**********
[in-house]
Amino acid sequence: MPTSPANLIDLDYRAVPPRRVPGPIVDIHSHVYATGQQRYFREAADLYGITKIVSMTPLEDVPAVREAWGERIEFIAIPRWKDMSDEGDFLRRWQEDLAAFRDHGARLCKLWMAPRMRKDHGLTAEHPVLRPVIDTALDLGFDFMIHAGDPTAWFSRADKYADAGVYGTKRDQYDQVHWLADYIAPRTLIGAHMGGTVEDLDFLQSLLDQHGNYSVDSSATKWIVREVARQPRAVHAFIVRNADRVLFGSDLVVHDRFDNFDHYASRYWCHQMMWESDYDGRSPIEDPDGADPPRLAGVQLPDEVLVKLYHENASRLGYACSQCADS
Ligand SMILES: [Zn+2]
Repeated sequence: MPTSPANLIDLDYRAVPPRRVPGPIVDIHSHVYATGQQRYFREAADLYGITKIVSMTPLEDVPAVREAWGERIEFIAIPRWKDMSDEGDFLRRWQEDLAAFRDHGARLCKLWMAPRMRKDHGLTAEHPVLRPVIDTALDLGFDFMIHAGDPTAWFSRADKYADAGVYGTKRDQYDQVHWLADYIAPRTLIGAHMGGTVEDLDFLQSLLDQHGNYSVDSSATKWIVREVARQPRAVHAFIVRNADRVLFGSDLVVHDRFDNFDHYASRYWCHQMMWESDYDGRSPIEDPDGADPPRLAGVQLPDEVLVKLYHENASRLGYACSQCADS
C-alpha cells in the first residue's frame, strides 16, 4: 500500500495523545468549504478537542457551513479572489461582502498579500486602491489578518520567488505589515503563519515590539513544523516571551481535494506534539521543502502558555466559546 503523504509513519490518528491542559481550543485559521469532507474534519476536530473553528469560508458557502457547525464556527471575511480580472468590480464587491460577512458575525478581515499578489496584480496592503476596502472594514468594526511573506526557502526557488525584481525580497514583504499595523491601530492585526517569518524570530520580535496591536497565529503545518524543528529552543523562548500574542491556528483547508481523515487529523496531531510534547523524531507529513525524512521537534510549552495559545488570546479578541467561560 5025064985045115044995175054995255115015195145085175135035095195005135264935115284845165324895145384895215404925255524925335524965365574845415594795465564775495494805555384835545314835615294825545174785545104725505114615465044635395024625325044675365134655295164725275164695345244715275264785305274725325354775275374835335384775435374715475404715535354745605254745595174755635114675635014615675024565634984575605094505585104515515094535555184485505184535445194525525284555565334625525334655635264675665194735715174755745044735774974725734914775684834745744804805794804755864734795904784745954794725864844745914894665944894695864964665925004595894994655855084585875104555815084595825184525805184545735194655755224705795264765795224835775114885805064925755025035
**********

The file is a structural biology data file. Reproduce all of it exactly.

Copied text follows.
[in-house]
Amino acid sequence: MPTSPANLIDLDYRAVPPRRVPGPIVDIHSHVYATGQQRYFREAADLYGITKIVSMTPLEDVPAVREAWGERIEFIAIPRWKDMSDEGDFLRRWQEDLAAFRDHGARLCKLWMAPRMRKDHGLTAEHPVLRPVIDTALDLGFDFMIHAGDPTAWFSRADKYADAGVYGTKRDQYDQVHWLADYIAPRTLIGAHMGGTVEDLDFLQSLLDQHGNYSVDSSATKWIVREVARQPRAVHAFIVRNADRVLFGSDLVVHDRFDNFDHYASRYWCHQMMWESDYDGRSPIEDPDGADPPRLAGVQLPDEVLVKLYHENASRLGYACSQCADS
Ligand SMILES: [Zn+2]
Repeated sequence: MPTSPANLIDLDYRAVPPRRVPGPIVDIHSHVYATGQQRYFREAADLYGITKIVSMTPLEDVPAVREAWGERIEFIAIPRWKDMSDEGDFLRRWQEDLAAFRDHGARLCKLWMAPRMRKDHGLTAEHPVLRPVIDTALDLGFDFMIHAGDPTAWFSRADKYADAGVYGTKRDQYDQVHWLADYIAPRTLIGAHMGGTVEDLDFLQSLLDQHGNYSVDSSATKWIVREVARQPRAVHAFIVRNADRVLFGSDLVVHDRFDNFDHYASRYWCHQMMWESDYDGRSPIEDPDGADPPRLAGVQLPDEVLVKLYHENASRLGYACSQCADS
C-alpha cells in the first residue's frame, strides 16, 4: 500500500495523545468549504478537542457551513479572489461582502498579500486602491489578518520567488505589515503563519515590539513544523516571551481535494506534539521543502502558555466559546 503523504509513519490518528491542559481550543485559521469532507474534519476536530473553528469560508458557502457547525464556527471575511480580472468590480464587491460577512458575525478581515499578489496584480496592503476596502472594514468594526511573506526557502526557488525584481525580497514583504499595523491601530492585526517569518524570530520580535496591536497565529503545518524543528529552543523562548500574542491556528483547508481523515487529523496531531510534547523524531507529513525524512521537534510549552495559545488570546479578541467561560 5025064985045115044995175054995255115015195145085175135035095195005135264935115284845165324895145384895215404925255524925335524965365574845415594795465564775495494805555384835545314835615294825545174785545104725505114615465044635395024625325044675365134655295164725275164695345244715275264785305274725325354775275374835335384775435374715475404715535354745605254745595174755635114675635014615675024565634984575605094505585104515515094535555184485505184535445194525525284555565334625525334655635264675665194735715174755745044735774974725734914775684834745744804805794804755864734795904784745954794725864844745914894665944894695864964665925004595894994655855084585875104555815084595825184525805184545735194655755224705795264765795224835775114885805064925755025035